The Lloydminster Upgrader will soon be seeing oilsands bitumen, while at least some Lloydminster Blend will be sold on the open market. Photo by Brian Zinchuk

When Cenovus put out its earnings statement on April 27, there wasn’t a lot of mention of northwest Saskatchewan. Last year, Cenovus acquired Husky Energy, Saskatchewan’s largest oil producer, whose principal operations were in the Lloydminster region. But what was mentioned marked a substantial shift in strategy for the Lloydminster Upgrader, which has been the foundation of the region’s production for decades.

For the last decade, Husky had been building a series of steam assisted gravity drainage (SAGD) projects which they refer “Lloydminster thermal projects.” But the pace of construction on those projects had slowed considerably, from two a year to an all-but stop during the earlier days of the COVID-19 pandemic. The company currently has completed 11, with one more being finished this year. The initial plan was for 15.

And even during the depths of the oil downturn, prior to COVID, Husky typically employed six drilling rigs on those Lloydminster thermal projects during the winter drilling season. This last winter, with oil prices into the $80s and $90s, RiggerTalk.com, publisher of the Canadian Association of Energy Contractors rig data, typically showed only one Cenovus rig working in the area. As of May 9, no rigs were shown working for Cenovus in the region, although Serafina Energy Ltd. had one rig drilling north of Cochin.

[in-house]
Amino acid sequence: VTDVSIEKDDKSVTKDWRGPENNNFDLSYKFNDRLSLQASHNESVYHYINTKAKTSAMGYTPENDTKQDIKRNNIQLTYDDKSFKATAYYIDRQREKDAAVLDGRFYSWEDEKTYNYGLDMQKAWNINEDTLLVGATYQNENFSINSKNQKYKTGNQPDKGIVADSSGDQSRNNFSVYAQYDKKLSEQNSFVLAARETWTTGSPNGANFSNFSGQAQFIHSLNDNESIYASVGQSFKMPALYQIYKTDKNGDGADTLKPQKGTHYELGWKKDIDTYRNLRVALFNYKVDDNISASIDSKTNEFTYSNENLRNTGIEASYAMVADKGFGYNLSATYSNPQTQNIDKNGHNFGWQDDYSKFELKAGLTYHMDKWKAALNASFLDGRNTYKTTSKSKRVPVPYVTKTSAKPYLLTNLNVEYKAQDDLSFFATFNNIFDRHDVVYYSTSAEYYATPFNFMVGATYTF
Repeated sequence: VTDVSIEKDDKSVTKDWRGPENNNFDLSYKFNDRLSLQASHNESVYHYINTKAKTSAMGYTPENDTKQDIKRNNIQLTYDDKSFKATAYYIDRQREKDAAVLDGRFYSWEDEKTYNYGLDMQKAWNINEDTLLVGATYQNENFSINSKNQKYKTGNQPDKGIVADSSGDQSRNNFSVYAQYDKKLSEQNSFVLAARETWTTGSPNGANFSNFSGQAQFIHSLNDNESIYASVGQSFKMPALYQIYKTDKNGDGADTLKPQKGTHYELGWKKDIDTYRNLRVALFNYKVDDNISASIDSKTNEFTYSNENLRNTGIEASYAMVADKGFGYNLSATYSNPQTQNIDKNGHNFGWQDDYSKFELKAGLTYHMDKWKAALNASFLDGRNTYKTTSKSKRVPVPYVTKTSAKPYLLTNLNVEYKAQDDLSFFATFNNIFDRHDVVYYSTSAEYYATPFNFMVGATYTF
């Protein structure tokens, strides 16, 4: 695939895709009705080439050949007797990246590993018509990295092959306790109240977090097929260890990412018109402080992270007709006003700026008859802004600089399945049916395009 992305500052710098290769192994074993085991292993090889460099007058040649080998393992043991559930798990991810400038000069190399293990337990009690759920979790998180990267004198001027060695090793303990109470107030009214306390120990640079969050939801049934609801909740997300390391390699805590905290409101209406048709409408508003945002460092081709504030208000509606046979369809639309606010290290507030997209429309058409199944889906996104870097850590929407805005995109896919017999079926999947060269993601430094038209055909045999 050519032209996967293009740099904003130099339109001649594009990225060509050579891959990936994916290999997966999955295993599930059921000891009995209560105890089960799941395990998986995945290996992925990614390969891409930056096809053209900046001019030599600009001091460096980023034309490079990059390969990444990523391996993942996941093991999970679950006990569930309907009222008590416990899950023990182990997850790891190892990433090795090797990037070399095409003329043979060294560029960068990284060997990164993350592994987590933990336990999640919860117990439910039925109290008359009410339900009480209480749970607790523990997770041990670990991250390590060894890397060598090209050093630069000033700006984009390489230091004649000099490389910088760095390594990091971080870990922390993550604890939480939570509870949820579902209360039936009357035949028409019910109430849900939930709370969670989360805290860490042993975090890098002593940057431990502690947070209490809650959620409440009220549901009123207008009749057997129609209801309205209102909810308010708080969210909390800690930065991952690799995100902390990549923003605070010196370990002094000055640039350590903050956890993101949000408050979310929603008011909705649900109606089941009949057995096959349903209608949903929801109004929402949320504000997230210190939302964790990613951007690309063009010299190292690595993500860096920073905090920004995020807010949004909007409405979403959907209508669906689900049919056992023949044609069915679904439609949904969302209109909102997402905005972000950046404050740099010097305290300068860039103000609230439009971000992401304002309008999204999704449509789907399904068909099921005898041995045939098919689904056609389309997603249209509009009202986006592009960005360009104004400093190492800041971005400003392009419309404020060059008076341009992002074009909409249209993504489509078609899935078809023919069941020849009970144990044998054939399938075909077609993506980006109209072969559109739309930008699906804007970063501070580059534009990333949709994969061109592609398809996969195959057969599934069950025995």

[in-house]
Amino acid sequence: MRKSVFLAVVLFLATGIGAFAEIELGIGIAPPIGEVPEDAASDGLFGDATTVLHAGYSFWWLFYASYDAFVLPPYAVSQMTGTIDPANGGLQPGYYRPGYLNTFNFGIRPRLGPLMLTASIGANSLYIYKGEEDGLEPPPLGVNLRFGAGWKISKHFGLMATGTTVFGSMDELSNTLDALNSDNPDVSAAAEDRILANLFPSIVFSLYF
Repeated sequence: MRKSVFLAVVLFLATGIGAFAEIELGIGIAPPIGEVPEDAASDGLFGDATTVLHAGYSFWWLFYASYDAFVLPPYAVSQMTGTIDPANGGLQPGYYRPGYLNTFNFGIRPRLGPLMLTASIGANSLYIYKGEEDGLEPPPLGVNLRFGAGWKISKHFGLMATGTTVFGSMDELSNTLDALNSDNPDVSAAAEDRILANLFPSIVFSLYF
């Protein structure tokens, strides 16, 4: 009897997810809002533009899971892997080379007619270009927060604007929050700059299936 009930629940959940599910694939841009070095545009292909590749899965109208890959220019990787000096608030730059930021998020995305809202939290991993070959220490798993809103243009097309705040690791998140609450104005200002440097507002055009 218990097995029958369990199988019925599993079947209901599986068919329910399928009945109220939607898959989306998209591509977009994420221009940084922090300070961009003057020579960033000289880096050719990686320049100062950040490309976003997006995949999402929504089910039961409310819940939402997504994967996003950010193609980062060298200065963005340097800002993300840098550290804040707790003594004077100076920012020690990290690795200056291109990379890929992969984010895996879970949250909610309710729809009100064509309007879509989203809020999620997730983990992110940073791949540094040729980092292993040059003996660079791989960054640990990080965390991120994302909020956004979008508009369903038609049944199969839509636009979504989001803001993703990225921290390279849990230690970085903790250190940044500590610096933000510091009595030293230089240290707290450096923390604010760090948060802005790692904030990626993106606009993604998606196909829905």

Upgrader to process oilsands crude

In that earnings call, Keith Chiasson, Cenovus executive vice president downstream, spoke about using the Lloydminster Upgrader to process oil from oilsands projects at Christina Lake and Foster Creek in northeastern Alberta oilsands projects, as opposed to Lloydminster area heavy crude. Lloydminster Blend crude (LLB) will be sold on the market.

The entire purpose of the upgrader, when it was built by the Grant Devine Progressive Conservative government in the late-1980s and early 1990s, was to process Lloydminster area product. This strategy would mark a pronounced shift for the upgrader.

Pipeline Online contacted Cenovus after the earnings call and posed a number of questions regarding their activity level and intentions in northwest Saskatchewan. On May 5, Cenovus responded by email.